Plasma N-Glycan Signatures Are Associated With Features of Inflammatory Bowel Diseases.
Clerc F., Novokmet M., Dotz V., Reiding KR., de Haan N., Kammeijer GSM., Dalebout H., Bladergroen MR., Vukovic F., Rapp E., IBD-BIOM Consortium None., Targan SR., Barron G., Manetti N., Latiano A., McGovern DPB., Annese V., Lauc G., Wuhrer M.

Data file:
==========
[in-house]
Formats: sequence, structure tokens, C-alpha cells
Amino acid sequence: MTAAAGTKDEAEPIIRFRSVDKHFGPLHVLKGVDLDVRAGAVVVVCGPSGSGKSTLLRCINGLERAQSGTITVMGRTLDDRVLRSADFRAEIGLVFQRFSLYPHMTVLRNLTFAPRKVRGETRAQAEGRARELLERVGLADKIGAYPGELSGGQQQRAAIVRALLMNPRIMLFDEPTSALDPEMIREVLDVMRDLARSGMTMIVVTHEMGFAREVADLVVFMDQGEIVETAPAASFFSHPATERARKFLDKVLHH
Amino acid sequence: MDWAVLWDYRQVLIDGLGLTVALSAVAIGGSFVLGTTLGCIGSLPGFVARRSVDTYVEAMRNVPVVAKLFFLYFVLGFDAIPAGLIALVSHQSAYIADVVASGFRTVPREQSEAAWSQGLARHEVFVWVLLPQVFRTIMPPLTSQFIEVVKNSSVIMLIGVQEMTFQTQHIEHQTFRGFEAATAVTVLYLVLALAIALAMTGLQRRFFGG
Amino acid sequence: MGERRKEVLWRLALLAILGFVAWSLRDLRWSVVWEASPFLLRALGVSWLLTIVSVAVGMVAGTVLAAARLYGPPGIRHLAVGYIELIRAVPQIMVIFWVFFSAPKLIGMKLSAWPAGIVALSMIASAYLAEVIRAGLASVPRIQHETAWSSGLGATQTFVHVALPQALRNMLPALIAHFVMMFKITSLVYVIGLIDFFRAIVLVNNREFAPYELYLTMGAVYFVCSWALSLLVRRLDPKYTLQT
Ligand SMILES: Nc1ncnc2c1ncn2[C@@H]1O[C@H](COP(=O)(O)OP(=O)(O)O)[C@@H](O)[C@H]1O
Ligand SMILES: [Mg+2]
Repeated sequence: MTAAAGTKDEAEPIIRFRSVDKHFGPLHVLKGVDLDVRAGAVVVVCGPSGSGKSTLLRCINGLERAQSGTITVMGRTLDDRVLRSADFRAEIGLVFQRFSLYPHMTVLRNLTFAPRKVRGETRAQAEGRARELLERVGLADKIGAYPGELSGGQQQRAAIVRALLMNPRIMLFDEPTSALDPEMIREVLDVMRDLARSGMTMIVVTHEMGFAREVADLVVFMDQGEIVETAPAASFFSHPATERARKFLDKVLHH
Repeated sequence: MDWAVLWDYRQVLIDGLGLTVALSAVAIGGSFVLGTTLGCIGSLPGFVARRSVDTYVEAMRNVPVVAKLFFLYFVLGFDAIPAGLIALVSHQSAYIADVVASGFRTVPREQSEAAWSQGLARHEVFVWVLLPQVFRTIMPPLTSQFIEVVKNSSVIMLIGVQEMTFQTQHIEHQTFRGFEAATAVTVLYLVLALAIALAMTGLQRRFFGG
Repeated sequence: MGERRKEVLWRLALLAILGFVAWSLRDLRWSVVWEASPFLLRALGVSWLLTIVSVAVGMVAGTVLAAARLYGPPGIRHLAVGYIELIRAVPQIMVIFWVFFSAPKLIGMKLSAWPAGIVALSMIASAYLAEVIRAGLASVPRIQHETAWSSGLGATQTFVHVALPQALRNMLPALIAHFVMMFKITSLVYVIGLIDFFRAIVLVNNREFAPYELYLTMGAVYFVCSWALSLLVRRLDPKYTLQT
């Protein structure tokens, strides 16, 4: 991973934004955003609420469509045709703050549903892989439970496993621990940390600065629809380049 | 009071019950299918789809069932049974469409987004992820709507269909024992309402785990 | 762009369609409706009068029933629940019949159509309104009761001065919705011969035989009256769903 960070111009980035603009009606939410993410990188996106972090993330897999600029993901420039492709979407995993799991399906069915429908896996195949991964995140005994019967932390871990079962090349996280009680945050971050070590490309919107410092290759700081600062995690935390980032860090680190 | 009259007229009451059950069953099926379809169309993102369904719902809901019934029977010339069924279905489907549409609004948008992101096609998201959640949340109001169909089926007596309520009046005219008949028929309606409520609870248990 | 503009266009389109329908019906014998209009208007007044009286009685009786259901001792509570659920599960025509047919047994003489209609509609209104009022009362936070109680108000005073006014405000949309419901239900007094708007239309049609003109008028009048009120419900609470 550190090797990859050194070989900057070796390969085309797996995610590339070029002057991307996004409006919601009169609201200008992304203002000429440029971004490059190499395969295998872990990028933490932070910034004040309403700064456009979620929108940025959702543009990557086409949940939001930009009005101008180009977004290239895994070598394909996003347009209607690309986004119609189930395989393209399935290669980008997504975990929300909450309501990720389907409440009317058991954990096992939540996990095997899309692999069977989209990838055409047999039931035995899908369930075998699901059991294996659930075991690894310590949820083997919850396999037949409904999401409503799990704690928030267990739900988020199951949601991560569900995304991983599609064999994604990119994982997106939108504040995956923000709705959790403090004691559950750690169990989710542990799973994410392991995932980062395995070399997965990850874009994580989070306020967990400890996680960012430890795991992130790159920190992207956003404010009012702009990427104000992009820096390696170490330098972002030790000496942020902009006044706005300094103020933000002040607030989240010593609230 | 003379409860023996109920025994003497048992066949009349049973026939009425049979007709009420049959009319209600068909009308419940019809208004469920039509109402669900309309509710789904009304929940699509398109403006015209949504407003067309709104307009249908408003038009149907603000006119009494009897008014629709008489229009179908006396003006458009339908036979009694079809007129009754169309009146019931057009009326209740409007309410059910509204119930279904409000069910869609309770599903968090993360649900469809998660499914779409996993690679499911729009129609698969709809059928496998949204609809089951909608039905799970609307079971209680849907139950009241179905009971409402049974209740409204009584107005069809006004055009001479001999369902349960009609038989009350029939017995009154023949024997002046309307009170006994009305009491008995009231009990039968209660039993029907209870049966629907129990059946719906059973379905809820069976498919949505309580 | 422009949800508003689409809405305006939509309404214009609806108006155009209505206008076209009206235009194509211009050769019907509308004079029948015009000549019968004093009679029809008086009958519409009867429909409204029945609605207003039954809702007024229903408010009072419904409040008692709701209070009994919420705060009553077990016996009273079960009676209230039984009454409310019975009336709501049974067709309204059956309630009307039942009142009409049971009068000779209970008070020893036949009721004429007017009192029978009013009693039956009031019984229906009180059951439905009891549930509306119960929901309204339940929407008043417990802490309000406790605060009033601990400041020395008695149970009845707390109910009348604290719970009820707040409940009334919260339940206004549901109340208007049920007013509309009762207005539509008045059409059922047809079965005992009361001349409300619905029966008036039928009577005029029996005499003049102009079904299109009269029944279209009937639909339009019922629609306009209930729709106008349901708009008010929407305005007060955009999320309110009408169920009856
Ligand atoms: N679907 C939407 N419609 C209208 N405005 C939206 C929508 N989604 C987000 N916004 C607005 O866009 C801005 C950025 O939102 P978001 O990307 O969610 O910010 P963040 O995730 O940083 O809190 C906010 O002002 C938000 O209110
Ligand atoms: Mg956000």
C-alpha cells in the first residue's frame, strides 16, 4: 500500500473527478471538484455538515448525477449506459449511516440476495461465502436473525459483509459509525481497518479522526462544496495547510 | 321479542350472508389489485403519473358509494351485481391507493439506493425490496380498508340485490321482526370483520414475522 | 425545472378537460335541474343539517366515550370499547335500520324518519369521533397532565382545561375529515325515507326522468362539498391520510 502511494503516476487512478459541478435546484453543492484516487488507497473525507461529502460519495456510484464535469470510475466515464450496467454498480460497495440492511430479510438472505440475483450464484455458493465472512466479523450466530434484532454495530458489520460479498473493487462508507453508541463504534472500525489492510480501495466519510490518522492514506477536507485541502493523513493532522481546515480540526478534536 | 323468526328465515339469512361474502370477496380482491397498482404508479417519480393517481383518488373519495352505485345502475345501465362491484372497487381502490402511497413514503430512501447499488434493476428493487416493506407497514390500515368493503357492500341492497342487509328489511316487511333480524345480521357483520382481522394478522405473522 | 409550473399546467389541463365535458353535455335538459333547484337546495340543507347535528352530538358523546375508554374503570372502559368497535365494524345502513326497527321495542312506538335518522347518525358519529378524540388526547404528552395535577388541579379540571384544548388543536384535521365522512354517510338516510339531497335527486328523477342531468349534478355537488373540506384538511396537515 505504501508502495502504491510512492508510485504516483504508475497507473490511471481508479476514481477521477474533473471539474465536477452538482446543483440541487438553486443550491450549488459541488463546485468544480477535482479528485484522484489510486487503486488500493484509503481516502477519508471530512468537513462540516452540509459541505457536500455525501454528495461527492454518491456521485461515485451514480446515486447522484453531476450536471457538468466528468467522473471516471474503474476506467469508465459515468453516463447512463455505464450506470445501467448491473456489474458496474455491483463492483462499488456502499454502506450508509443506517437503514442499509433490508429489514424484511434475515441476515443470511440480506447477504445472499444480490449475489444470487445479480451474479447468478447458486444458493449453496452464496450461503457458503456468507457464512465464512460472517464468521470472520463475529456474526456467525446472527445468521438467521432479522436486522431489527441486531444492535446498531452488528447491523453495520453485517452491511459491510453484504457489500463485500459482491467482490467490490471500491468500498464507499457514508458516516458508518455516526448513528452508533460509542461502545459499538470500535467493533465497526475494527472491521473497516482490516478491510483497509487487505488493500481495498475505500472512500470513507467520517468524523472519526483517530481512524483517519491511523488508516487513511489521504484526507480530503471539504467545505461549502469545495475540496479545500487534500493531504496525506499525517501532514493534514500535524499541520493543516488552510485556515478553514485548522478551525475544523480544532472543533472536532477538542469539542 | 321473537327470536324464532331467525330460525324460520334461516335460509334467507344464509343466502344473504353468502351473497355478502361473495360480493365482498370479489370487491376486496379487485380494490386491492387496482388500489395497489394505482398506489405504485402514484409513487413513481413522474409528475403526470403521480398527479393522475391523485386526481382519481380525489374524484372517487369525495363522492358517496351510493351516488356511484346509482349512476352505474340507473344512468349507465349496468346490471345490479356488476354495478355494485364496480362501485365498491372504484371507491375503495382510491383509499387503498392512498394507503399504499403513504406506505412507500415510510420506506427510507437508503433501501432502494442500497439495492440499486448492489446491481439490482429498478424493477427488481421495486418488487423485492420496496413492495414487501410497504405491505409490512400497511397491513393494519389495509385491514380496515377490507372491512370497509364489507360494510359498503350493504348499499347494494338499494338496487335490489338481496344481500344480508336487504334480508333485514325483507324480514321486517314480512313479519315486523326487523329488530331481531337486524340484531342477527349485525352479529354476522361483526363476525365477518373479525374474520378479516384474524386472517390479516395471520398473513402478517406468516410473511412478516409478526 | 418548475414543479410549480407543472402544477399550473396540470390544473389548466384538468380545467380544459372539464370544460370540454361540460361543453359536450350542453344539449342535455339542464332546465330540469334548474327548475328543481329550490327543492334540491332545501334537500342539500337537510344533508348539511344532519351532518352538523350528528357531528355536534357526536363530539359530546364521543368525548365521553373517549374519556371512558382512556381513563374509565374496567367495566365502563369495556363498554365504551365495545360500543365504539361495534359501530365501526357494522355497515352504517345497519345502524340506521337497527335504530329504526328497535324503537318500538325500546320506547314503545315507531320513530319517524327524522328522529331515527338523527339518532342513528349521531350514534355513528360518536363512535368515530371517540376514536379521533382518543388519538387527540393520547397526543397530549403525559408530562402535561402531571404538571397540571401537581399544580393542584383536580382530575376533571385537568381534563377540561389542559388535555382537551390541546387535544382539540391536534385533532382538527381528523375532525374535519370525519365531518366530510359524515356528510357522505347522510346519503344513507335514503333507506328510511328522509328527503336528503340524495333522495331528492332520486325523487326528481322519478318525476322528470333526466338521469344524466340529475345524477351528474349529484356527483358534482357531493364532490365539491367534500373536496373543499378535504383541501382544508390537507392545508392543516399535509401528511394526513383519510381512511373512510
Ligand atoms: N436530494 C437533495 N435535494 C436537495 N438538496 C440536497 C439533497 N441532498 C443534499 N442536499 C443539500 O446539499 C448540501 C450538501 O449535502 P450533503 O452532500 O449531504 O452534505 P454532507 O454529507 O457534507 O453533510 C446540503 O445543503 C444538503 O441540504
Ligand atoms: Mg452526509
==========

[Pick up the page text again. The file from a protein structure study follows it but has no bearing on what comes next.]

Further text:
Background & aimsBiomarkers are needed for early detection of Crohn's disease (CD) and ulcerative colitis (UC) or to predict patient outcomes. Glycosylation is a common and complex posttranslational modification of proteins that affects their structure and activity. We compared plasma N-glycosylation profiles between patients with CD or UC and healthy individuals (controls).MethodsWe analyzed the total plasma N-glycomes of 2635 patients with inflammatory bowel diseases and 996 controls by mass spectrometry with a linkage-specific sialic acid derivatization technique. Plasma samples were acquired from 2 hospitals in Italy (discovery cohort, 1989 patients with inflammatory bowel disease [IBD] and 570 controls) and 1 medical center in the United States (validation cohort, 646 cases of IBD and 426 controls). Sixty-three glycoforms met our criteria for relative quantification and were extracted from the raw data with the software MassyTools. Common features shared by the glycan compositions were combined in 78 derived traits, including the number of antennae of complex-type glycans and levels of fucosylation, bisection, galactosylation, and sialylation. Associations of plasma N-glycomes with age, sex, CD, UC, and IBD-related parameters such as disease location, surgery and medication, level of C-reactive protein, and sedimentation rate were tested by linear and logistic regression.ResultsPlasma samples from patients with IBD had a higher abundance of large-size glycans compared with controls, a decreased relative abundance of hybrid and high-mannose structures, lower fucosylation, lower galactosylation, and higher sialylation (α2,3- and α2,6-linked). We could discriminate plasma from patients with CD from that of patients with UC based on higher bisection, lower galactosylation, and higher sialylation (α2,3-linked). Glycosylation patterns were associated with disease location and progression, the need for a more potent medication, and surgery. These results were replicated in a large independent cohort.ConclusionsWe performed high-throughput analysis to compare total plasma N-glycomes of individuals with vs without IBD and to identify patterns associated with disease features and the need for treatment. These profiles might be used in diagnosis and for predicting patients' responses to treatment.